Ancient World, Conservation, Getty Conservation Institute

Inside the Bulla Regia Model Field Project | Getty Voices

An ambitious project to preserve an entire ancient Roman structure reaches a major milestone

From the first to the fifth centuries A.D., the Roman province of Africa Proconsularis—a portion of which is known today as Tunisia—was a vital economic force in the Roman Empire. Evidence of this wealth is found in the archaeological remains of the luxurious houses, villas, and public buildings, many of them embellished with elaborate mosaic pavements.

Panoramic view of the archaeolgical remains of the ancient Roman city of Bulla Regia.

The ancient Roman city of Bulla Regia, in northwestern Tunisia, is the site of a model field project that seeks to conserve and present an entire archaeological structure along with its architectural decoration. As members of the Getty Conservation Institute’s field projects’ team and specialists in mosaics conservation, we’ve been working in Bulla Regia for over two years, in collaboration with World Monuments Fund and the Institut National du Patrimone (INP) of Tunisia, and are excited to see the progress made so far.

Bulla Regia has some 350 excavated mosaics, most of which are in their original context. This is not the norm at most archaeological sites and is one of the reasons that this location was selected for the model field project. Bulla Regia also boasts a unique feature.  Perhaps as a means of dealing with extreme heat in the summer, some of the houses include a subterranean level built around a two-story atrium. Many of the mosaics at this subterranean level are generally in good condition and can be experienced in their original architectural setting. The mosaics that have been exposed to the elements, by contrast, are in need of more urgent conservation interventions.

Thomas Roby examining the mosaic pavement in the Maison d’Amphitrite. Photo Scott S. Warren

The model field project is a component of MOSAIKON, our initiative in the Mediterranean region to address the need for improved capacity in the conservation and management of archaeological mosaics. MOSAIKON is a partnership of the Getty Conservation Institute, the Getty Foundation, ICCROM, and the International Committee for the Conservation of Mosaics.

As part of this model field project, INP mosaic conservation technicians trained by the Getty Conservation Institute and base at the site have been engaged in cleaning and stabilization treatments in one of the major houses in Bulla Regia, the Maison de la Chasse (House of the Hunt). The house has already undergone structural interventions by the World Monuments Fund. We anticipate that the conservation work on all 47 in situ mosaics in the Maison de la Chasse will be completed by the end of this year.

GCI consultant and project team member, Livia Alberti, working with conservation technician Mondher Habachi. Photo: Scott S. Warren

The conservation and stabilization work in the Maison de la Chasse goes beyond this one structure alone. It serves as a large-scale example of best practices developed during the Conservation Institute’s more than decade-long involvement in Tunisia for the conservation treatment of mosaics in an archaeological setting.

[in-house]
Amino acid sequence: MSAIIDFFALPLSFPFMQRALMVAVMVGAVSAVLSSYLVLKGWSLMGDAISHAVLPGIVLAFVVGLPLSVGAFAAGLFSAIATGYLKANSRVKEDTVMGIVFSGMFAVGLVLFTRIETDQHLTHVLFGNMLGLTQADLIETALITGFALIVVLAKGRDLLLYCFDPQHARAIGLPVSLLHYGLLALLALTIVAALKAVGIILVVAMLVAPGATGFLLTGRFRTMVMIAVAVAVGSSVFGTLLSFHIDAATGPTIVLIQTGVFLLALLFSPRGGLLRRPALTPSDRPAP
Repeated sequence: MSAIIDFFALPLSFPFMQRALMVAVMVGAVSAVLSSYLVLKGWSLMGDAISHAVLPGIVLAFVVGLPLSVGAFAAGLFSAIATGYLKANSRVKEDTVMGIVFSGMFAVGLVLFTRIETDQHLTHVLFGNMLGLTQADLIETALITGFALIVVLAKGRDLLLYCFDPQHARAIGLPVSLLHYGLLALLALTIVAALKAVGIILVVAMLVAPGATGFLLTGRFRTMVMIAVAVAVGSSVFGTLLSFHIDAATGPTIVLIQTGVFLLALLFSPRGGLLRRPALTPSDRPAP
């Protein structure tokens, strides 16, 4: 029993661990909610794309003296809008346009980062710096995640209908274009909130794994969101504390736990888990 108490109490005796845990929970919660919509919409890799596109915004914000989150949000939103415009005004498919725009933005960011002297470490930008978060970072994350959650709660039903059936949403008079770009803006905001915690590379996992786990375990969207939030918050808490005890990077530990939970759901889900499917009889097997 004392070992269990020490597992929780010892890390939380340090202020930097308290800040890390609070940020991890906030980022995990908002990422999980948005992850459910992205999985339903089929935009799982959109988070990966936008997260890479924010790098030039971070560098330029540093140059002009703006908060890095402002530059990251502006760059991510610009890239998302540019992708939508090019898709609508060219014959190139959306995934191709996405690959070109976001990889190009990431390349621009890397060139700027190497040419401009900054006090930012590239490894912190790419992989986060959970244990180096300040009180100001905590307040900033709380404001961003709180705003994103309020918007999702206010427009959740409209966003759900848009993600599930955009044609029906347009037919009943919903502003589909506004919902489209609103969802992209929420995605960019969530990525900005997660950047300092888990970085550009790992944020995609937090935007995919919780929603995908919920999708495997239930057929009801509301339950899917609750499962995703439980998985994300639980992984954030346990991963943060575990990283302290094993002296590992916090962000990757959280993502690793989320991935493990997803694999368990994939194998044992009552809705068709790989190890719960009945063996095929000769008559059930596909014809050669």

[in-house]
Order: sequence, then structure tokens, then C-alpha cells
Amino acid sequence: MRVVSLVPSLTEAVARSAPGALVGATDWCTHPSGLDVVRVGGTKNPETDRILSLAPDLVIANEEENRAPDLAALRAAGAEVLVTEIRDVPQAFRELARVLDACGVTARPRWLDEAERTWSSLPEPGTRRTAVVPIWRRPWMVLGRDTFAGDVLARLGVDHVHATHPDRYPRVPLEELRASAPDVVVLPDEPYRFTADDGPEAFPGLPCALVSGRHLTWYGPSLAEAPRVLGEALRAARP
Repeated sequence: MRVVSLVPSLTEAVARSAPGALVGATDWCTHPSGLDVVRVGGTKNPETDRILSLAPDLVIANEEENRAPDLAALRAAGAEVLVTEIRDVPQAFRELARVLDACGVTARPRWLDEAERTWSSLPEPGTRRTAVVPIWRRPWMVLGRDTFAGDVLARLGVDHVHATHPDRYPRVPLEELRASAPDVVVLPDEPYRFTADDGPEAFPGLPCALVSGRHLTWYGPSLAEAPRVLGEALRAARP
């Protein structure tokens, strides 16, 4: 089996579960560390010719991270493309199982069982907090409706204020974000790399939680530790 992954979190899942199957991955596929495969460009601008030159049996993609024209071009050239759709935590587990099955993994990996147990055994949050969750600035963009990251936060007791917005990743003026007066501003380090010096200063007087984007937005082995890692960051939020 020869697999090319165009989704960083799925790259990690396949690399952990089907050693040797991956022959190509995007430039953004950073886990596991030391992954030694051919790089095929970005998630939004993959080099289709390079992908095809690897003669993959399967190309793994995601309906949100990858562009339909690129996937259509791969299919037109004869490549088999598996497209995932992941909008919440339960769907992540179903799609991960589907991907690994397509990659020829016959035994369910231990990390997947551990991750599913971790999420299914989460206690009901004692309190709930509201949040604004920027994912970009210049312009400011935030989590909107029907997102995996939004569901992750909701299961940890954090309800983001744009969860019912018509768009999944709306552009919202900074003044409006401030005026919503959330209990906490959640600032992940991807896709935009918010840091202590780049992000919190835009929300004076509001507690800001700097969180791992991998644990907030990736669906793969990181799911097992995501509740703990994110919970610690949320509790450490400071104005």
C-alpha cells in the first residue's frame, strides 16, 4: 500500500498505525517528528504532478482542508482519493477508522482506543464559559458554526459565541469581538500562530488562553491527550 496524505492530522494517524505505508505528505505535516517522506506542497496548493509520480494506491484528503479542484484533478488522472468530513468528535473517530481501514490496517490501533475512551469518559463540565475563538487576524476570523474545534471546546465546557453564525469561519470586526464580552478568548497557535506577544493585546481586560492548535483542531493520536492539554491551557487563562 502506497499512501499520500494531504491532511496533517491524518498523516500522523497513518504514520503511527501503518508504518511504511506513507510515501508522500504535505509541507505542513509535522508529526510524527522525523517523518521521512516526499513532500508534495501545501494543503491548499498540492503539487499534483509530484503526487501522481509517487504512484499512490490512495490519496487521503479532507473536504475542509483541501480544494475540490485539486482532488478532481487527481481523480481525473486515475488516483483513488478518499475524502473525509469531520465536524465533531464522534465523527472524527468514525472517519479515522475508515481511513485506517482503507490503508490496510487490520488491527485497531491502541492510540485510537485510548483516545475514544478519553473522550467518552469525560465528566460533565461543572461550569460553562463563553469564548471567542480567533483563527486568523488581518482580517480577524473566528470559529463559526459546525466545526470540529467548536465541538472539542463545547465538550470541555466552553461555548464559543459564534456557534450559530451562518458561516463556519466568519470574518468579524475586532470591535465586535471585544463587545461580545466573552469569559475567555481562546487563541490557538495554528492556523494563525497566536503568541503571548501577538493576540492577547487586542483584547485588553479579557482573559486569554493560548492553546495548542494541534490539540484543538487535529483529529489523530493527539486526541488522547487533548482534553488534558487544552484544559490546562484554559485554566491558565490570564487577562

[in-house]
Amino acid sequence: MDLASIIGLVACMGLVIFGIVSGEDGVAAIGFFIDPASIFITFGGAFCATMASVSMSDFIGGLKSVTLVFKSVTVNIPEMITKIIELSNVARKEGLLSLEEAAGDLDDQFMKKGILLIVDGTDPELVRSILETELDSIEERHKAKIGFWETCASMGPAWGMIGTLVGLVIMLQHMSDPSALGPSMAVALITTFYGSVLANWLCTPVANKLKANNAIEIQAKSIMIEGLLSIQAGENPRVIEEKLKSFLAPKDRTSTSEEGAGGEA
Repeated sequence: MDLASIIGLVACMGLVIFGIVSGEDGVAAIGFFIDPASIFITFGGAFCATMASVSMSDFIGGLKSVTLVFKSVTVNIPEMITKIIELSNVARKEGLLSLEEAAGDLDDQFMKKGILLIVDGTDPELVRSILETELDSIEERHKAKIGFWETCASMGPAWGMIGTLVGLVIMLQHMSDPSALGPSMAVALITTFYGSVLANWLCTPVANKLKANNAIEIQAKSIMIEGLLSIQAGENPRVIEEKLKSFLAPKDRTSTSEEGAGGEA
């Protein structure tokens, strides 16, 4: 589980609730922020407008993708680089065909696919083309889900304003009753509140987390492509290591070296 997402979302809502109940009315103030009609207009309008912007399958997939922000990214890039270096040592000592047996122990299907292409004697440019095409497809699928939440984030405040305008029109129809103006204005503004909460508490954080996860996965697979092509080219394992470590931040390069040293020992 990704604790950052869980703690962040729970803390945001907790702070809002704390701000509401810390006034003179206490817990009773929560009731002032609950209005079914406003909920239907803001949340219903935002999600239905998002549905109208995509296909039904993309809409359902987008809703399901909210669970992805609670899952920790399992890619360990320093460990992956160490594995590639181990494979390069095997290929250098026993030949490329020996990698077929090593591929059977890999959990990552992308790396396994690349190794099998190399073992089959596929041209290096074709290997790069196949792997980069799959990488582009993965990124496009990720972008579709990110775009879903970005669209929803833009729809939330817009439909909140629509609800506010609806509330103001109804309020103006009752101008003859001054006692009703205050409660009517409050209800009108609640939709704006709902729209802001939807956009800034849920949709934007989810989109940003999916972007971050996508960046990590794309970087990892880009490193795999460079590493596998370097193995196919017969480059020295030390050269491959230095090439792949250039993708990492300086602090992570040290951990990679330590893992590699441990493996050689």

In addition to the comprehensive conservation program at the Maison de la Chasse, the aim of the Bulla Regia Model Field Project is to develop a conservation plan for all of the site’s excavated mosaics. Given the site’s limited resources, both human and financial, the survival of hundreds of mosaics depends on developing and implementing a prioritized action plan that will provide a much-needed management tool for Bulla Regia.

As a first step in the conservation planning process, the project team developed a rapid survey form and collected data on each mosaic’s condition, significance, and future risk. Our ultimate goal is to establish a model approach for how to conserve, manage, and enhance the public’s appreciation of archaeological sites with mosaics that can be adapted to other similar sites in the region.

This week we’ll be posting photographs of the site and our work on the Getty’s Facebook page—come join us there for more information on the project, and more views of Bulla Regia’s remarkable mosaics.

The Getty Conservation Institute’s work at Bulla Regia is generously supported by the GCI Council.

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      gettypubs:

      COBALT

      The histories of many colors are amazing, but cobalt may well have the most brilliant of them all. From the Ming Dynasty to Renaissance Italy, cobalt was a popular glaze for porcelain and other ceramics. Cobalt ink is invisible unless exposed to flame, which turns it a vivid green. In the 17th century, this quality made Europeans believe it was witchcraft, but decades later it was used as a neat trick on fire screens. It wasn’t until 1802 that painters added cobalt to their palette. 

      It is this little tidbit from cobalt’s history that saved master forger Han van Meergeren’s skin after WWII, when he was tried for collaborating with the Nazis. Want to find out how some art history sleuthing and smart science got him a not guilty verdict? Hint: Don’t try to forge a Vermeer with cobalt! 

      Read all about it in The Brilliant History of Color in Art!

      Images, clockwise:

      Glazed earthenware dish with a marchant ship, Italy, about 1510. 

      Glazed earthenware tile floor, Spain, about 1425-50.

      Porcelain lidded vase, China, about 1662-1772.

      All objects from the J. Paul Getty Museum. 

      12/18/14

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